Ursa Re Ltd. (Series 2017-2) – Full details:
In its latest catastrophe bond, the California Earthquake Authority (CEA) returns with its Ursa Re Ltd. vehicle, which will be issuing two tranches of Series 2017-2 notes, we understand, in order to collateralize reinsurance agreements that will provide the CEA with a three-year source of reinsurance from the capital markets, to protect it against losses due to earthquakes in California.
The notes will provide annual aggregate reinsurance protection to the sponsor and feature an indemnity trigger, while the protection will run for a three-year term.
The first tranche of notes being marketed to catastrophe bond investors is a $200 million Class C layer, that will provide the CEA with protection for losses across a $400 million layer from $4.626 billion of losses up.
The Class C notes have an initial attachment probability of 1.39% and an expected loss of 1.32% and are being offered to investors with price guidance in a range from 3.5% to 4.25%, we’re told.
The second tranche is a $200 million Class D layer, which will cover a $500 million layer of risk for the CEA, from $2.195 billion and up. Hence these are the riskier of the two tranches, attaching first.
The Class D notes have an initial attachment probability of 3.05%, an expected loss of 2.79% and are offered to investors with price guidance of 5% to 5.75%, we understand.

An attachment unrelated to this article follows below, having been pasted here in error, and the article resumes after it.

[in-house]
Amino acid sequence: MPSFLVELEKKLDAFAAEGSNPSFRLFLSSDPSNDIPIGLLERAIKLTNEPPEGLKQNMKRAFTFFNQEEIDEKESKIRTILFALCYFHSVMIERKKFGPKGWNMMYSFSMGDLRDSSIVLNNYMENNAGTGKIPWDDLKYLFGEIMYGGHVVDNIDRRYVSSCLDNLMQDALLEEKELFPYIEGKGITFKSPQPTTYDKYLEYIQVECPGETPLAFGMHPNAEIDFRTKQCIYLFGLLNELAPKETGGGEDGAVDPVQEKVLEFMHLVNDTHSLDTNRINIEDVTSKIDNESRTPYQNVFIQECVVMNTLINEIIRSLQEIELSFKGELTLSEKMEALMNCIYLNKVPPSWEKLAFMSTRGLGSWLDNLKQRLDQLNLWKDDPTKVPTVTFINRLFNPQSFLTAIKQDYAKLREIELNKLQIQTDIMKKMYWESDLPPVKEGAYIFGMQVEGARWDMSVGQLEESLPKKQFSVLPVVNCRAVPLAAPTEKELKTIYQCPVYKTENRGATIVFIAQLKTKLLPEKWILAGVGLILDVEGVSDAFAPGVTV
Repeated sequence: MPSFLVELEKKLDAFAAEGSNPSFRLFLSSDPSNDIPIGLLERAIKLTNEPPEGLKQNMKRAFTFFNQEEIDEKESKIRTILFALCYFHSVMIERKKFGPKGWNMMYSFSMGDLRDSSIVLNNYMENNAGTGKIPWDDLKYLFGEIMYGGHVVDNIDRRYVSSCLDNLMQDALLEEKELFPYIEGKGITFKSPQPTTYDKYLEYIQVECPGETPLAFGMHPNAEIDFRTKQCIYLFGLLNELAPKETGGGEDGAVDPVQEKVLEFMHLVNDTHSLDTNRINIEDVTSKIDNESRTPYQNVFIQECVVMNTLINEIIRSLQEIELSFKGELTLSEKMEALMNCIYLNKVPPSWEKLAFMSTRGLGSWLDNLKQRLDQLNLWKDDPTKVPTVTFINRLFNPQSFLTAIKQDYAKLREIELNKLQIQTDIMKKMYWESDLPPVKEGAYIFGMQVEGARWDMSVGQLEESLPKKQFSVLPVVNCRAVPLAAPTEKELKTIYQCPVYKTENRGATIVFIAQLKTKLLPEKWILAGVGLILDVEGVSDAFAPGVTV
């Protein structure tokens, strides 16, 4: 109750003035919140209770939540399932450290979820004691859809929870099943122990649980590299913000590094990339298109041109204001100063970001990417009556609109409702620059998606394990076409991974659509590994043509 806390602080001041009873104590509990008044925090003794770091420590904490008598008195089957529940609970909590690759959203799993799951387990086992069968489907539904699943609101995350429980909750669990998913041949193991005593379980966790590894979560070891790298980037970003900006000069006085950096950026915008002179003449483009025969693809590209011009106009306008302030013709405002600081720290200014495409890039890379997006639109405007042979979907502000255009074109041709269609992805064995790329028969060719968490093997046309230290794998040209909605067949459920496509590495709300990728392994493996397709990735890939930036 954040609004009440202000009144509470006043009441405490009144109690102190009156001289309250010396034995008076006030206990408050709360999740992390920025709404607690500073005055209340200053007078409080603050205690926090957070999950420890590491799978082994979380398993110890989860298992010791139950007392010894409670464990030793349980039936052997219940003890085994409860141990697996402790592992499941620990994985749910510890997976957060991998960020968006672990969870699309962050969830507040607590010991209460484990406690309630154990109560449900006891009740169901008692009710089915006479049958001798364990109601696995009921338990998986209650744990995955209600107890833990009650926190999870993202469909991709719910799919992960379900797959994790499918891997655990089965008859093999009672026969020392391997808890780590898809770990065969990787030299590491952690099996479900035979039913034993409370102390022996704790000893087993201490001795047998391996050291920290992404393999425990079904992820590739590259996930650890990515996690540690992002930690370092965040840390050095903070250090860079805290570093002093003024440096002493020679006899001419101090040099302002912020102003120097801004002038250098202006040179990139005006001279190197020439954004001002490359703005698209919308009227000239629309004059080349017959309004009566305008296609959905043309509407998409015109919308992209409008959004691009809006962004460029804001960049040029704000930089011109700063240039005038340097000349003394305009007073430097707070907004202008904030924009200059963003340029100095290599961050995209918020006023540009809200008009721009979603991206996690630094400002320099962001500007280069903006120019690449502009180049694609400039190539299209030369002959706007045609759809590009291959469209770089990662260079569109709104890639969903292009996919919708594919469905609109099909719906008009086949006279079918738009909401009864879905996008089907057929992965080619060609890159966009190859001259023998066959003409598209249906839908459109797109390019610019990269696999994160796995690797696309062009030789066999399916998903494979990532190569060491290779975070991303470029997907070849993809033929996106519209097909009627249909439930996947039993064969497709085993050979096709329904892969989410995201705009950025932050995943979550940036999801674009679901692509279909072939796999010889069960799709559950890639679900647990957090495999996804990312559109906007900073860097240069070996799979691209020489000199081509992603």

These two tranches are the C and D notes from the Ursa Re Program Notes, a set of six cat bond tranches, that were modelled in advance of the issuance of its 2017-1 transaction in May 2017. We understand that by having pre-modelled and structured these six tranches, the CEA has had a structure it can compare with traditional reinsurance and fit better into its program at the right point in the year.
With both the C and D tranches of notes covering a layer at least twice their current size, it looks like there is a significant chance that the CEA will increase the size of the issuance if investor demand allows it to. The pricing looks roughly aligned with its most recent issuance, likely also a benefit of having modelled these notes in advance.
Both tranches remain sized at $200 million, we understand, despite each covering a larger layer of risk ($400m for the Class C layer and $500m for the Class D) meaning there was plenty of room to upsize.
But price guidance has now been fixed for the notes, with the Class C pricing put at 4%, so towards the upper end, and the Class D at 5.25%, so nearer the lower end.
Looking back at pricing data from other Ursa Re cat bonds sponsored by the CEA in recent years and it is clear there is little pricing uplift in this catastrophe bond, despite it being one of the first after the recent major losses.
The multiples are aligned with other transactions of the last few years. The Class C notes, with their multiple of 3 times expected loss, are very closely aligned with two other lower-risk tranches from 2016 and 2014, in terms of risk adjusted price. The Class D notes, which have a multiple of 1.88 times the expected loss, are priced below 2014 and 2015 tranches which have the closest risk profile.